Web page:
If NASA were to consider demolition it would open the federal government up to a lawsuit under the National Historic Preservation Act and Superfund law, which the OIG report failed to mention, said Superfund expert Lenny Siegel, director of the Center for Public Environmental Oversight in Mountain View.
The OIG "report ignored NASA's responsibility, before taking any management action to further erode the historic integrity of the Hangar, to engage in consultation with the State Historic Preservation Office, ACHP, and the public under procedures set out in section 106 regulations," says the letter, co-authored by Siegel and Berry.
The Mountain View City Council in 2009 said it would support a city-sponsored lawsuit against the Navy for removing the siding of Hangar One without a plan for new siding. That suit never came to fruition, but there is likely to be even more of a desire by the council to take action against the entire removal of Hangar One. The council has not yet taken an official position, though.
There is also the possibility that the city could take ownership of Hangar One and the southwestern corner of Moffett Field, but Siegel is cautioning City Council members to consider that it could take at least five years to do that under the best circumstances, and probably even longer, considering how long it has taken other former military bases to transfer to neighboring cities, such as Hunter's Point in San Francisco. Meanwhile, the Navy is set to remove the toxic siding from Hangar One by early 2012 and coat the frame with a coating guaranteed to last 11 years. Preservationists believe the frame will still degrade once exposed to the elements.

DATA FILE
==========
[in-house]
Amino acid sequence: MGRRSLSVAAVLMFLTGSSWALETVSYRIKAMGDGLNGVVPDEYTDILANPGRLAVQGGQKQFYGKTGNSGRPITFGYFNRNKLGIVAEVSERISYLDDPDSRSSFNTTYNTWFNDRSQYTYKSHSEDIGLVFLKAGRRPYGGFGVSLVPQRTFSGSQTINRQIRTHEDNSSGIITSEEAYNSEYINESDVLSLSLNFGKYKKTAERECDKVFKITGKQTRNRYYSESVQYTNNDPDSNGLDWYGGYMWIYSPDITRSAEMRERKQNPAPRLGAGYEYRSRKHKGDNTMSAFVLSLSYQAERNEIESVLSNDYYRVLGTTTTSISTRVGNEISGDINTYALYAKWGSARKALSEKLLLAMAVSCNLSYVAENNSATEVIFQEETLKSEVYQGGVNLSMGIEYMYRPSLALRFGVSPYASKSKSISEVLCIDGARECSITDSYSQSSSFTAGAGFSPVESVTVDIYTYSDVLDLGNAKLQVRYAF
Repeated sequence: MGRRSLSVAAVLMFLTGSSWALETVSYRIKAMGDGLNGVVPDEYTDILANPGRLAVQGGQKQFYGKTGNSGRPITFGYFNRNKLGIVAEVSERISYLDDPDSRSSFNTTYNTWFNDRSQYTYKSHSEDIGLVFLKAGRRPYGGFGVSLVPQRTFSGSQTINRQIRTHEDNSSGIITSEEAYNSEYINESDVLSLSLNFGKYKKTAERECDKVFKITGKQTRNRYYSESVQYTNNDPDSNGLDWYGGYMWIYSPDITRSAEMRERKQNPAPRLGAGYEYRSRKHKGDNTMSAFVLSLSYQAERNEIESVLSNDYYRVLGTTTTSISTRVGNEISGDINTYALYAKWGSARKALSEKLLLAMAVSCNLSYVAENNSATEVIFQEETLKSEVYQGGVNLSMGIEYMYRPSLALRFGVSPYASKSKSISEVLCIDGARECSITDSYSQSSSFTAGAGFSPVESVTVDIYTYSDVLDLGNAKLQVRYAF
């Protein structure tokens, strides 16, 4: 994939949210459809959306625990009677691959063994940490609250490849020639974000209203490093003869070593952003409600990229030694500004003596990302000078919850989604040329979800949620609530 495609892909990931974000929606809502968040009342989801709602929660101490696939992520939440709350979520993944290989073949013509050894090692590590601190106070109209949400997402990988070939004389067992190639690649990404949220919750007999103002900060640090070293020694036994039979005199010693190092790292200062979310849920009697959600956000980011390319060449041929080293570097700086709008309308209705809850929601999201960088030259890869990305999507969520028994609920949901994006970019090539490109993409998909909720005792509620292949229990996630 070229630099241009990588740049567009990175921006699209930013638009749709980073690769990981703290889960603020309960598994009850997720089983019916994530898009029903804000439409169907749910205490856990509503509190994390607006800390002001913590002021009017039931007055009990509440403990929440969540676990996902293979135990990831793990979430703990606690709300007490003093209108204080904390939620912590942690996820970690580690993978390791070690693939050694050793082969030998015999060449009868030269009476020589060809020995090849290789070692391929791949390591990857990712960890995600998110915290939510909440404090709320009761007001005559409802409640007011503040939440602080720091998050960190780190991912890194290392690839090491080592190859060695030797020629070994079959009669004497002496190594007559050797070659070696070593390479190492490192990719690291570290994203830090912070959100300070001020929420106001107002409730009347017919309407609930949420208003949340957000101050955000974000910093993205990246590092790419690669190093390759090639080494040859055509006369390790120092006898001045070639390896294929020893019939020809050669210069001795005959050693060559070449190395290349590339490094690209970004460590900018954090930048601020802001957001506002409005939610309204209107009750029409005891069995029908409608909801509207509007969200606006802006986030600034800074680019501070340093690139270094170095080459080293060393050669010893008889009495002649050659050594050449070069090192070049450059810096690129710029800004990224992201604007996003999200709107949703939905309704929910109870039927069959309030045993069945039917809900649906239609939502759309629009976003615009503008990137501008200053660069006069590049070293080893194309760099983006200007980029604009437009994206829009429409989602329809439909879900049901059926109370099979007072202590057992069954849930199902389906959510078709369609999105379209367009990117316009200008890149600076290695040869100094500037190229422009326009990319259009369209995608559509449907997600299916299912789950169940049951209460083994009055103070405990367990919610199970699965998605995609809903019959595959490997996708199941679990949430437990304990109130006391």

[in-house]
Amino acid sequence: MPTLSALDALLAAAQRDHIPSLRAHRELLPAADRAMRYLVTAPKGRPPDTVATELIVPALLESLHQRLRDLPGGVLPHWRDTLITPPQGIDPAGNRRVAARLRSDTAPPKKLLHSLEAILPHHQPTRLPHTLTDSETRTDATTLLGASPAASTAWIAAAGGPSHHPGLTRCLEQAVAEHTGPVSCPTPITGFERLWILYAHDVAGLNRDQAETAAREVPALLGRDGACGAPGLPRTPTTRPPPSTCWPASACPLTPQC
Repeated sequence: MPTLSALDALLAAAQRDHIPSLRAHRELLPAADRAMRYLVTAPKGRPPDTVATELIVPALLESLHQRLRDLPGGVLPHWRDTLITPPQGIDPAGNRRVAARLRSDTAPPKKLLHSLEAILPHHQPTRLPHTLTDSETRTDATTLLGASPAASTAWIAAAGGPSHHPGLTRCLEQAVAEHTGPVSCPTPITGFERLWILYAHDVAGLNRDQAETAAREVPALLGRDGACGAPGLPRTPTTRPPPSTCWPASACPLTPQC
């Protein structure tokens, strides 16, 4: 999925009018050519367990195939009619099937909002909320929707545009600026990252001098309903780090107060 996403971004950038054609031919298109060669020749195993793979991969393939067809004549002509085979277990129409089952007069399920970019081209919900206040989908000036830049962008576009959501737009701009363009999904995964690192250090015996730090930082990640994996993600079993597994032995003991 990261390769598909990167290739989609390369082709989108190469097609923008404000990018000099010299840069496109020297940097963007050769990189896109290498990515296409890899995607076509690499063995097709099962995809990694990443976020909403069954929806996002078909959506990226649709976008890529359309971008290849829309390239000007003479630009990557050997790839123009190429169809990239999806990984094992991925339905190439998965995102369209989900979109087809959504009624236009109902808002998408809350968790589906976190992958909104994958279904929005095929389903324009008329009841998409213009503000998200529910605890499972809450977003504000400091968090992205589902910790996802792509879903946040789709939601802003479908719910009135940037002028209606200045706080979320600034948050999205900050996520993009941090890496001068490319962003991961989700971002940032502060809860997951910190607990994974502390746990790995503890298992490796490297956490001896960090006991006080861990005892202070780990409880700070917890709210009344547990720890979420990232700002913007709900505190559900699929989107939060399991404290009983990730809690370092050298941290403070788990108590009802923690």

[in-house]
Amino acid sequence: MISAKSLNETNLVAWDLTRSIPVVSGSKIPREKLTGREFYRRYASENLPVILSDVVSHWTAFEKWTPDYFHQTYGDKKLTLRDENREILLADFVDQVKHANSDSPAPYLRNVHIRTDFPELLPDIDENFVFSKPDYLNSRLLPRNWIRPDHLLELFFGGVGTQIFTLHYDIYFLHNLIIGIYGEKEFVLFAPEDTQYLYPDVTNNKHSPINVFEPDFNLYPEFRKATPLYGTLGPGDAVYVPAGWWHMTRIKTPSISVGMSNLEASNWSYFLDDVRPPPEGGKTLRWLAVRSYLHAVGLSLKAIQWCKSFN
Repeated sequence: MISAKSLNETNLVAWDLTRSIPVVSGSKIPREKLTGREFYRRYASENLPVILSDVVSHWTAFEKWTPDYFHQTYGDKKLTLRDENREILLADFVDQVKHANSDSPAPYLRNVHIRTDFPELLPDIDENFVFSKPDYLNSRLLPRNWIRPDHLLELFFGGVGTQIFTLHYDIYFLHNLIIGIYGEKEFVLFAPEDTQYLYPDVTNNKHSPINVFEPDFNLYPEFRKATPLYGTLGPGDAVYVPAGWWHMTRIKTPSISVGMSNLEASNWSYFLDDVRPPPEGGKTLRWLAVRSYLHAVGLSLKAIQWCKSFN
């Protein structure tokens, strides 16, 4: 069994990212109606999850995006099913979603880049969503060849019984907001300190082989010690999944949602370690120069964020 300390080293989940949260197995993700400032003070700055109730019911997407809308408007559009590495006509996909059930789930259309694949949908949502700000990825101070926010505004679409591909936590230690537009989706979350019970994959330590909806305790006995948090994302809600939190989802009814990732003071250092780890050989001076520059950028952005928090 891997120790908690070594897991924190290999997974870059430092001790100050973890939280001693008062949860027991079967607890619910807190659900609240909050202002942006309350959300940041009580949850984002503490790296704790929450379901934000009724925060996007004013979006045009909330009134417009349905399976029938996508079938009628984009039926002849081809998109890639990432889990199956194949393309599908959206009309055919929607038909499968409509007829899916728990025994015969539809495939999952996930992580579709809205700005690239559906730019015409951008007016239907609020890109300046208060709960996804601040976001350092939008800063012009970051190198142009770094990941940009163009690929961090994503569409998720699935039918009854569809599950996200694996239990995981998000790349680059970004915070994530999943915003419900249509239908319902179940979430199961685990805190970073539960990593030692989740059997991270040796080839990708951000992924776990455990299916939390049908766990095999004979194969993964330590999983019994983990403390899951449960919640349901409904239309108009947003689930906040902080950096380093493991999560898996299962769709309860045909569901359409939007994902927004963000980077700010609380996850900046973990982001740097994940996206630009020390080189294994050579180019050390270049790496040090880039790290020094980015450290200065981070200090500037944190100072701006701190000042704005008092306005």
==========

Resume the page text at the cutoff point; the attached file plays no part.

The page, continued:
Siding removal update
After some delays caused by rain, last week siding removal exposed Hangar One's skeletal frame for the first time on the southern doors of the hangar. Blue sky can now been from inside the 211-foot-tall structure.
The Navy has removed the man-cranes that travel on tracks along the ceiling of the hangar and will preserve them. They will be cleaned and stored by NASA, along with 25 of the hangar's unique corrugated windows. Hangar One's massive door mechanisms will be cleaned, painted and wrapped to protect them from the elements, said Navy project manager Bryce Bartelma.
But preservationists were highly disappointed to learn that the unique redwood sheathing under the roof of the hangar is up for sale by Navy contractor Amec Environmental. Feng said NASA has no money to purchase the tongue and groove panels that make herringbone pattern under the roof, which could otherwise be part of Hangar One's eventual restoration. She also said the panels could not be used under state fire codes, which architect Linda Ellis said was untrue as Hangar One is a historic building.
"It is simply not appropriate to defer costs by selling historic materials that could be re-used in the Hangar," RAB member Williams said.
Amec president Mike Shulz said that the redwood was simply referred to as sheathing for the roof as Amec made its contract with the Navy. Preservationists were unaware of the redwood until recently.
Bartelma said the Navy has finished construction of scaffolding in most of the hangar, a "massive, massive project."